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- Tools & Outdoors
Large Steel Oyster Knife
4 inch ferrule oyster knife with a hardwood handle shaped to get a good grip on larger oysters. The blunt, stainless steel blade narrows to a rounded tip and makes a sturdy prying tool. Get shucking. Made in the U.S.A. (
Using a regular knife to open an oyster is a tempting but unsuitable way to do the job. You run the annoying risk of breaking the knife, potentially cutting yourself, and still ending up with an unopened oyster.
The 4 inch blunted ferrule on this stainless steel knife acts as a sturdy tool for pivoting open the oyster, and carefully cutting all the way through a medium to large muscle without extra strife. The wooden grip handle is comfortable and won't slip as you apply pressure to the oyster shell.
Use & Care
Made for Gulf oysters which tend on the medium to larger side, but can be used for any oyster. Place the knife into the hinge of the oyster and push the knife in, not too hard. Tilt the knife to push the hinge open until it pops. Scrape the top shell of the oyster and remove it. The bottom shell should contain the oyster muscle. Scrape lightly underneath the muscle to release the meat.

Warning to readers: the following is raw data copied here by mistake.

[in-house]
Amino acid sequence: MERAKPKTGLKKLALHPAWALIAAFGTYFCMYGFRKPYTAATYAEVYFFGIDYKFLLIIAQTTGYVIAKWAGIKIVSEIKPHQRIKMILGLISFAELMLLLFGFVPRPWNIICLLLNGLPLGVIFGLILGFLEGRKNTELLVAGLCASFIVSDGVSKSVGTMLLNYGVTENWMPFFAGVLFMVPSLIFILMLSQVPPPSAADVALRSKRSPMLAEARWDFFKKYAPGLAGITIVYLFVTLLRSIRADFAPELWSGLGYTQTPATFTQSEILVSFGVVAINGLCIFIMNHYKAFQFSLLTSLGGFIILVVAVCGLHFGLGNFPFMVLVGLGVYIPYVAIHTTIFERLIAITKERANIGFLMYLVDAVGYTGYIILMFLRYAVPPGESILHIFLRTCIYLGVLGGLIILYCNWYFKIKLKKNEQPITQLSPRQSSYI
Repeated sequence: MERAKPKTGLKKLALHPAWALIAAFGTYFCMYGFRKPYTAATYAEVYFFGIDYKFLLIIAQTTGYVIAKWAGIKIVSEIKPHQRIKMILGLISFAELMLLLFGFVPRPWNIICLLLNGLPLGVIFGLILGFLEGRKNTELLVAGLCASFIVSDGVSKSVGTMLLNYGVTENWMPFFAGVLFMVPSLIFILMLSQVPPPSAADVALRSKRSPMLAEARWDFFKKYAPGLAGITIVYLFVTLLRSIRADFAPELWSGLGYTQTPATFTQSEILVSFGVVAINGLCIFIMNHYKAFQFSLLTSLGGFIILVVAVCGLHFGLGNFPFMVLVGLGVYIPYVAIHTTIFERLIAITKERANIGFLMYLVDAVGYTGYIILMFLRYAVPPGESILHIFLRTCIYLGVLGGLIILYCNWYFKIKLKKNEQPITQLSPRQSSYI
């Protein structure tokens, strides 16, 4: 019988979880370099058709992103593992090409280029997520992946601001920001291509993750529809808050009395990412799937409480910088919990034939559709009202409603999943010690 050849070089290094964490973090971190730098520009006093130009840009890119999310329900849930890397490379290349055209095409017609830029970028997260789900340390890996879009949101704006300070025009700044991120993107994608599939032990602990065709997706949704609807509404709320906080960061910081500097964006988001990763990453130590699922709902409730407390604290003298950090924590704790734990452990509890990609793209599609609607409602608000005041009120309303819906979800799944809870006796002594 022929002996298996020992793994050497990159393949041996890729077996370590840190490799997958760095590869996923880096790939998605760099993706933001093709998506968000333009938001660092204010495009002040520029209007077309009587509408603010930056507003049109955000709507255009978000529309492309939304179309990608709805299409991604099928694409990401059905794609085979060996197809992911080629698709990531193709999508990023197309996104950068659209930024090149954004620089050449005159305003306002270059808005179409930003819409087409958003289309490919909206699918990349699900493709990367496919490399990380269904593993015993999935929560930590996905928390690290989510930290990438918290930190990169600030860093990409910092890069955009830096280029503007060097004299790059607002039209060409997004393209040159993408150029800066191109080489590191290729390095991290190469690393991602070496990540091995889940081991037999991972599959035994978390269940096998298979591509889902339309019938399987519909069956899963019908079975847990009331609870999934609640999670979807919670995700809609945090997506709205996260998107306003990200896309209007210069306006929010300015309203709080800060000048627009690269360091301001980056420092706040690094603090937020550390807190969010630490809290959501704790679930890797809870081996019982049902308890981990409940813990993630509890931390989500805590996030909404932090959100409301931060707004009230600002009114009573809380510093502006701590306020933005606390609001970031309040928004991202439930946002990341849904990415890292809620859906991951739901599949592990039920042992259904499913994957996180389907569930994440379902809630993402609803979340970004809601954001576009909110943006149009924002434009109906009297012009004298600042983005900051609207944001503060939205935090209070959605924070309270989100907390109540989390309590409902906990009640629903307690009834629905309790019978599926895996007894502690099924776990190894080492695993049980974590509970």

When you are washing the knife, use warm soapy water and then dry the knife completely right after, without allowing it to drip dry. The wood handle should not be immersed in water for any period of time. Just rub some mineral oil on with a paper towel to keep the wood's luster. Increase the lifetime of the handle by rubbing lemon oil or furniture polish occasionally.
Production & Design
The company that hand produces these knives has been around since 1850 and are the originators of the "Stay Sharp" logo - for good reason. They're one of the oldest knife manufacturers in Massachusetts of both stainless and carbon steel knives, cut from the finest steel imported from England, then hardened, tempered, precision-ground and polished by hand. Each knife is individually tested and honed for quality before it can be sold.
The knives pass through several stages before going out the door, starting out as strips of stainless steel which are put on a press and cut into various shapes for different knives. A "fixture" then grinds and gives suitable edges to the knives depending on their purpose. The knives are then attached to handles cut at the wood shop across the street from the steel plant before undergoing a process of individual refinement.
Blade: 3-3/4 inches x 1/2 inch (9.5 cm x 1.3 cm)
Wood Handle: 3 inches
Stainless steel blade
New England hardwood handle
Curved Tip Oyster Knife